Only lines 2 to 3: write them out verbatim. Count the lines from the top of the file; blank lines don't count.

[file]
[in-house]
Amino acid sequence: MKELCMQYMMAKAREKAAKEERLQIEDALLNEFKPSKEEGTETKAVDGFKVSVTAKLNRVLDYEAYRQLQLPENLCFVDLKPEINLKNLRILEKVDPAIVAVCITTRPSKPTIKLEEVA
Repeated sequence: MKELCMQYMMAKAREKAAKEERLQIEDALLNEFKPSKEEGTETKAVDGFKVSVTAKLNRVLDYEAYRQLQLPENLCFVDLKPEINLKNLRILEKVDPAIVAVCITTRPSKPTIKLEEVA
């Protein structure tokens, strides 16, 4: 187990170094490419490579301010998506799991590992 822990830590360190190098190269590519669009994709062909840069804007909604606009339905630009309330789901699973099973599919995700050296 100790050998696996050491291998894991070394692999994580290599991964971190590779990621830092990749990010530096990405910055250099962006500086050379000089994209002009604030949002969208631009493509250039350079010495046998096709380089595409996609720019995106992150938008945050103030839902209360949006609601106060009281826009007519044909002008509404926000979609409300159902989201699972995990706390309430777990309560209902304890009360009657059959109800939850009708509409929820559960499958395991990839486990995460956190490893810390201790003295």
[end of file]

Amino acid sequence: MKELCMQYMMAKAREKAAKEERLQIEDALLNEFKPSKEEGTETKAVDGFKVSVTAKLNRVLDYEAYRQLQLPENLCFVDLKPEINLKNLRILEKVDPAIVAVCITTRPSKPTIKLEEVA
Repeated sequence: MKELCMQYMMAKAREKAAKEERLQIEDALLNEFKPSKEEGTETKAVDGFKVSVTAKLNRVLDYEAYRQLQLPENLCFVDLKPEINLKNLRILEKVDPAIVAVCITTRPSKPTIKLEEVA